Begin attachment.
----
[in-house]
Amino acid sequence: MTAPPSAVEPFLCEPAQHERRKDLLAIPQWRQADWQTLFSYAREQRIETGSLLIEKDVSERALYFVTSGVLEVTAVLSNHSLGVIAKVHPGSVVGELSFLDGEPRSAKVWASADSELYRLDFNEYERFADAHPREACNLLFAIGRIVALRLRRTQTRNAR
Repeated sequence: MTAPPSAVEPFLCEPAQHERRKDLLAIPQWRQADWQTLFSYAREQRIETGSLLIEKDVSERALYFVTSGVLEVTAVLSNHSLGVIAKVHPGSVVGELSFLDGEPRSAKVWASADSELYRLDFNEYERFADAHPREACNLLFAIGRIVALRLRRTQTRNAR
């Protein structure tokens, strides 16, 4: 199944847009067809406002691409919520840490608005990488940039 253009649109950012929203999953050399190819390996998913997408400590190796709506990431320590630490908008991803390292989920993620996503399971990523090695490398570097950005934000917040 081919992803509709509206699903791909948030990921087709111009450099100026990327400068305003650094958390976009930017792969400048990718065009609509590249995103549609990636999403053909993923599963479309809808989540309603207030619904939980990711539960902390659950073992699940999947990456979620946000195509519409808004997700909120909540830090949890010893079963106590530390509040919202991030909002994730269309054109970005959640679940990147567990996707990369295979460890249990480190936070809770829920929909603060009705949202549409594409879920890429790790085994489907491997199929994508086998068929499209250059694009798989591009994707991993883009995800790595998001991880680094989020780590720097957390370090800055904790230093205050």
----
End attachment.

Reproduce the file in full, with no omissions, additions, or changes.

[in-house]
Amino acid sequence: MTAPPSAVEPFLCEPAQHERRKDLLAIPQWRQADWQTLFSYAREQRIETGSLLIEKDVSERALYFVTSGVLEVTAVLSNHSLGVIAKVHPGSVVGELSFLDGEPRSAKVWASADSELYRLDFNEYERFADAHPREACNLLFAIGRIVALRLRRTQTRNAR
Repeated sequence: MTAPPSAVEPFLCEPAQHERRKDLLAIPQWRQADWQTLFSYAREQRIETGSLLIEKDVSERALYFVTSGVLEVTAVLSNHSLGVIAKVHPGSVVGELSFLDGEPRSAKVWASADSELYRLDFNEYERFADAHPREACNLLFAIGRIVALRLRRTQTRNAR
């Protein structure tokens, strides 16, 4: 199944847009067809406002691409919520840490608005990488940039 253009649109950012929203999953050399190819390996998913997408400590190796709506990431320590630490908008991803390292989920993620996503399971990523090695490398570097950005934000917040 081919992803509709509206699903791909948030990921087709111009450099100026990327400068305003650094958390976009930017792969400048990718065009609509590249995103549609990636999403053909993923599963479309809808989540309603207030619904939980990711539960902390659950073992699940999947990456979620946000195509519409808004997700909120909540830090949890010893079963106590530390509040919202991030909002994730269309054109970005959640679940990147567990996707990369295979460890249990480190936070809770829920929909603060009705949202549409594409879920890429790790085994489907491997199929994508086998068929499209250059694009798989591009994707991993883009995800790595998001991880680094989020780590720097957390370090800055904790230093205050």